If you are new to the Interaction Design Foundation, this course is a great place to start because it brings together materials from many of our other courses. This provides you with both an excellent introduction to user experience and a preview of the courses we have to offer to help you develop your future career. After each lesson, we will introduce you to the courses you can take if a specific topic has caught your attention. That way, you’ll find it easy to continue your learning journey.
In the first lesson, you’ll learn what user experience design is and what a UX designer does. You’ll also learn about the importance of portfolios and what hiring managers look for in them.
In the second lesson, you’ll learn how to think like a UX designer. This lesson also introduces you to the very first exercise for you to dip your toes into the cool waters of user experience.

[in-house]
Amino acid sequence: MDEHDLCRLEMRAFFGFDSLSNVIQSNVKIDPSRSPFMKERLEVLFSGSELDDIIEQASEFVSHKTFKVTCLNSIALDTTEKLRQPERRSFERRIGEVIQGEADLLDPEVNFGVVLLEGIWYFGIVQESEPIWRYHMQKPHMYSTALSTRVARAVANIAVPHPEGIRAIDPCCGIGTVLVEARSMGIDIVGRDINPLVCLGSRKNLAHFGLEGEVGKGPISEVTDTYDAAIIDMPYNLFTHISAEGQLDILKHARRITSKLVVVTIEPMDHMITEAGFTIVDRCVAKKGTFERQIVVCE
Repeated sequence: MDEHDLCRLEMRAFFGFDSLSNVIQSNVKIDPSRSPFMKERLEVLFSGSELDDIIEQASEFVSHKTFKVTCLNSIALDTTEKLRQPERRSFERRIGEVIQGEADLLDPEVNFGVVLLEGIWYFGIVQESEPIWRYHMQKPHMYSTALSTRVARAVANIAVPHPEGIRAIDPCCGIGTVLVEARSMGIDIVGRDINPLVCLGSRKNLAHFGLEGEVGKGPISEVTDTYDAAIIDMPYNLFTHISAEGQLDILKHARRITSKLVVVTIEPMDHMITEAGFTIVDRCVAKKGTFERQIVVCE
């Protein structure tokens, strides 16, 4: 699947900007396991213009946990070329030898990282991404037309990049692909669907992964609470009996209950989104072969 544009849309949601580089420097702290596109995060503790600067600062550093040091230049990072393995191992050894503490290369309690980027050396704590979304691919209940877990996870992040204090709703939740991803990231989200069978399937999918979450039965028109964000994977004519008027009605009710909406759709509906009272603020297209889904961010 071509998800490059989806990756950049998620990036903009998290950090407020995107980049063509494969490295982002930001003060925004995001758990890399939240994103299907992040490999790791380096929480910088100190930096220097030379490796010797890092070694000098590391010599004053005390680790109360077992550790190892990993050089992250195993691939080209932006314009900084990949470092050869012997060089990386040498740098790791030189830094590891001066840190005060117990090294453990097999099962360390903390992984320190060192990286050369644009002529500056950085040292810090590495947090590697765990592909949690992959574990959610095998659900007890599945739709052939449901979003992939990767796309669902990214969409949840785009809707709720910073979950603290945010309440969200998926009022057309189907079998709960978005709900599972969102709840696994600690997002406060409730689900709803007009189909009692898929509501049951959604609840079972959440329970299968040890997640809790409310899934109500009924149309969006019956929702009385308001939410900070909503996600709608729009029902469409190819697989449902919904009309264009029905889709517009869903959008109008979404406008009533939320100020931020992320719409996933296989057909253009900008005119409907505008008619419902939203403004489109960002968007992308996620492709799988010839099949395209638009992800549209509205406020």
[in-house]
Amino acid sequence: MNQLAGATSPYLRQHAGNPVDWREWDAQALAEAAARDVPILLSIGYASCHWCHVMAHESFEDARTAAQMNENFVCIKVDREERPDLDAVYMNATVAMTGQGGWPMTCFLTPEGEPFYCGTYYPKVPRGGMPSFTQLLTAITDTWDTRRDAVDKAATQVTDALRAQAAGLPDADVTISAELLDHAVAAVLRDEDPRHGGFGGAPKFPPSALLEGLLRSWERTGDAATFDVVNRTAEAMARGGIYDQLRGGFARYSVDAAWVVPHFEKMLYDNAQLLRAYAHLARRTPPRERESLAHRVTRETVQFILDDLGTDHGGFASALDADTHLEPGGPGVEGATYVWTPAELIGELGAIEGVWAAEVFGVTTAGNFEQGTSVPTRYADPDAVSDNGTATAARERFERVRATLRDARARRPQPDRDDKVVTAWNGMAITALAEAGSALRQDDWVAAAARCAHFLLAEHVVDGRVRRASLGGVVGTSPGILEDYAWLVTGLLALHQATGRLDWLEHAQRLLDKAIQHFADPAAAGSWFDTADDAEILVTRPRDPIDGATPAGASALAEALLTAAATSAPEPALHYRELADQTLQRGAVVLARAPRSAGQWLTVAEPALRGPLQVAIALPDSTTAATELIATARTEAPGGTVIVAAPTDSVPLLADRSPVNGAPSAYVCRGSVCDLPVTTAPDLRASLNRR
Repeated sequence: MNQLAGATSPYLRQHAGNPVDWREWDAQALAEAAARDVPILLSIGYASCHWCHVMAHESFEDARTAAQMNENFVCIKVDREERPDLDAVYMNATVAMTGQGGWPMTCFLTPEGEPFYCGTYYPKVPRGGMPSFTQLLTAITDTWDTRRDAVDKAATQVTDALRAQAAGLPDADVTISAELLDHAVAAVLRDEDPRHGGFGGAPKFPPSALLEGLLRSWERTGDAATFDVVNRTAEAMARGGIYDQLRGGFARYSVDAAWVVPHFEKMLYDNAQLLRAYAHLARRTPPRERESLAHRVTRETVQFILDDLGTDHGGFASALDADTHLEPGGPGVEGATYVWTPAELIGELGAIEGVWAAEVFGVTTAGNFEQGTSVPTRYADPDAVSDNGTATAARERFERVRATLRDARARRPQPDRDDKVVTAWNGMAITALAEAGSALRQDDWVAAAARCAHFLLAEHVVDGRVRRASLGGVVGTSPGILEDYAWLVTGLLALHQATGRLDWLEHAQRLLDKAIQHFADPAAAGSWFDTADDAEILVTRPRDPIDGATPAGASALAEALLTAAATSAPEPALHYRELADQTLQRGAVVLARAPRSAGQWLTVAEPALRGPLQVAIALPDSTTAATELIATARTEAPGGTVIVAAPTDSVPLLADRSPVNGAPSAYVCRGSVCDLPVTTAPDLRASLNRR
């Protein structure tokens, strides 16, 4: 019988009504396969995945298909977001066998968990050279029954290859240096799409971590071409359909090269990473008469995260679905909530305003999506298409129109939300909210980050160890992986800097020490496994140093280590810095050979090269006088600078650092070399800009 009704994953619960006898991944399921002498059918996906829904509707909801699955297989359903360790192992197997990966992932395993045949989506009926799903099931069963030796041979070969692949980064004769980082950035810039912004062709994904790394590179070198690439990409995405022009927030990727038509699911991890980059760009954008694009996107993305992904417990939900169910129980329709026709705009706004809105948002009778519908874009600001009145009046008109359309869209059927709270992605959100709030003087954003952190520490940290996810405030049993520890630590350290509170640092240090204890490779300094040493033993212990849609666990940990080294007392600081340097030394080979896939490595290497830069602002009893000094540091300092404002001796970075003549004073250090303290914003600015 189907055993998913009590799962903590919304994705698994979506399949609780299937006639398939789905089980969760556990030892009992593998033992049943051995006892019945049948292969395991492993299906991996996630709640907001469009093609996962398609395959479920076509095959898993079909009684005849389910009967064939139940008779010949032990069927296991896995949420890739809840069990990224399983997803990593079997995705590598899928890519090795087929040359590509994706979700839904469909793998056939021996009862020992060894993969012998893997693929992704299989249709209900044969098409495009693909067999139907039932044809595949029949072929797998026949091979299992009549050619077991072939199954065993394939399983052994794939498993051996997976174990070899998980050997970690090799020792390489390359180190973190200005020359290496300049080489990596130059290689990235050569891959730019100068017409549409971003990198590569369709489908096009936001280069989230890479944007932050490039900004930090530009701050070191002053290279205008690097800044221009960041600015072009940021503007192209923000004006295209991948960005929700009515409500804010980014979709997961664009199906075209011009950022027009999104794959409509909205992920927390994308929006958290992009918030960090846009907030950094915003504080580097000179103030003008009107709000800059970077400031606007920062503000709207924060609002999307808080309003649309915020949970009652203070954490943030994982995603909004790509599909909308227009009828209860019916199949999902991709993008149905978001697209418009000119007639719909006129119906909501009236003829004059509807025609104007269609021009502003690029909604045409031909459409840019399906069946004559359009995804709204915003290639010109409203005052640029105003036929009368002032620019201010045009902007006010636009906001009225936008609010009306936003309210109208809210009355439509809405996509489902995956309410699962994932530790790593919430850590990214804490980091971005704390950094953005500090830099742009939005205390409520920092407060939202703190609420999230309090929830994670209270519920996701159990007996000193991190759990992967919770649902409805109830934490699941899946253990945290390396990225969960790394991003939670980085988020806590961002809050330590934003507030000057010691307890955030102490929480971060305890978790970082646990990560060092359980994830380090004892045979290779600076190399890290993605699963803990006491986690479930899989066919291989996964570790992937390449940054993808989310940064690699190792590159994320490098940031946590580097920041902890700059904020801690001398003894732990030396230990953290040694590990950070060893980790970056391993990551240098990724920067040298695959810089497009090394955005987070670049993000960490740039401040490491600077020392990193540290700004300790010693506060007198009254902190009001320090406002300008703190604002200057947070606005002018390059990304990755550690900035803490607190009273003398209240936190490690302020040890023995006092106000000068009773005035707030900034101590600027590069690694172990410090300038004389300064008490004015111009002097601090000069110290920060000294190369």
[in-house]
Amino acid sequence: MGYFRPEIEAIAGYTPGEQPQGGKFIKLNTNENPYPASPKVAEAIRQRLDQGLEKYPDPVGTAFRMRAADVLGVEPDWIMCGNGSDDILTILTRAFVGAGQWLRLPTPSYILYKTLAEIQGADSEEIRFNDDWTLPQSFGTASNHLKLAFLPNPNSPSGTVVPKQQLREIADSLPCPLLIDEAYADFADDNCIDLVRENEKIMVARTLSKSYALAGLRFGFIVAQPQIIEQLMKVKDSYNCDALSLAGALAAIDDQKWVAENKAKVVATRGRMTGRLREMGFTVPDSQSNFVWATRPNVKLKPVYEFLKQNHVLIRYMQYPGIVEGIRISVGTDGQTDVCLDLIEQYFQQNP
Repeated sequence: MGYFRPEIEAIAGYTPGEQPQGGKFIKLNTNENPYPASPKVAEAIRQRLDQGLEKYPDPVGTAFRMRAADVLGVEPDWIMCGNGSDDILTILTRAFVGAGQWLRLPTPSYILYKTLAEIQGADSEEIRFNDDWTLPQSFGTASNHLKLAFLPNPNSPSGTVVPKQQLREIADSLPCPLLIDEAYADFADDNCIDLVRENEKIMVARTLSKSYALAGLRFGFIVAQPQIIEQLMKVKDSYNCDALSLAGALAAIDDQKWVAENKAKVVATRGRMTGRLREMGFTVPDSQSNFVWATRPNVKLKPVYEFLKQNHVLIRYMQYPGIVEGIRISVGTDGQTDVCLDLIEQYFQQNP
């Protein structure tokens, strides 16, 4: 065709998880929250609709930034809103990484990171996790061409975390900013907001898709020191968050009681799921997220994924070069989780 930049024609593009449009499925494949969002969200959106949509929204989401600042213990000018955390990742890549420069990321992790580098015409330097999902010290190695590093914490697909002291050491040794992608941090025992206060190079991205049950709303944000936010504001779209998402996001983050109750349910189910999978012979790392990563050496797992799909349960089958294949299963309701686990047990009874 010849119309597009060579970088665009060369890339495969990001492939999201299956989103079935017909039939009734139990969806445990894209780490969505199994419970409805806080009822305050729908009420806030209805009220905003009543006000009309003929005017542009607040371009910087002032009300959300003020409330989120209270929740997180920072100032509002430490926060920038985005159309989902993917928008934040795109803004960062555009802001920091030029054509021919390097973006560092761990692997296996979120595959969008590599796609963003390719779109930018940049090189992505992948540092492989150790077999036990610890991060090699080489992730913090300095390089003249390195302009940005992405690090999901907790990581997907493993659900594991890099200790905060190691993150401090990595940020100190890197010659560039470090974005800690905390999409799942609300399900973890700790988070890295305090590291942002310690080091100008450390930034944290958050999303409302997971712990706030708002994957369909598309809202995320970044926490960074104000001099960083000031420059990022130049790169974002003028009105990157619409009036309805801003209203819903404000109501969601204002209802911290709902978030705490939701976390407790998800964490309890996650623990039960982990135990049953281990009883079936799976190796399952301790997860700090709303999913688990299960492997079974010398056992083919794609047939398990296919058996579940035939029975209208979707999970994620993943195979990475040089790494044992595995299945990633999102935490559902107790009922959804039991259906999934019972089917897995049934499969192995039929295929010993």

In the third and the fourth lessons, you’ll learn about the most common UX design tools and methods. You’ll also practice each of the methods through tailor-made exercises that walk you through the different stages of the design process.
In the final lesson, you’ll step outside the classroom and into the real world. You’ll understand the role of a UX designer within an organization and what it takes to overcome common challenges at the workplace. You’ll also learn how to leverage your existing skills to successfully transition to and thrive in a new career in UX.
You’ll be taught by some of the world’s leading experts. The experts we’ve handpicked for you are:
Alan Dix, Director of the Computational Foundry at Swansea University, author of Statistics for HCI: Making Sense of Quantitative Data
Ann Blandford, Professor of Human-Computer Interaction at University College London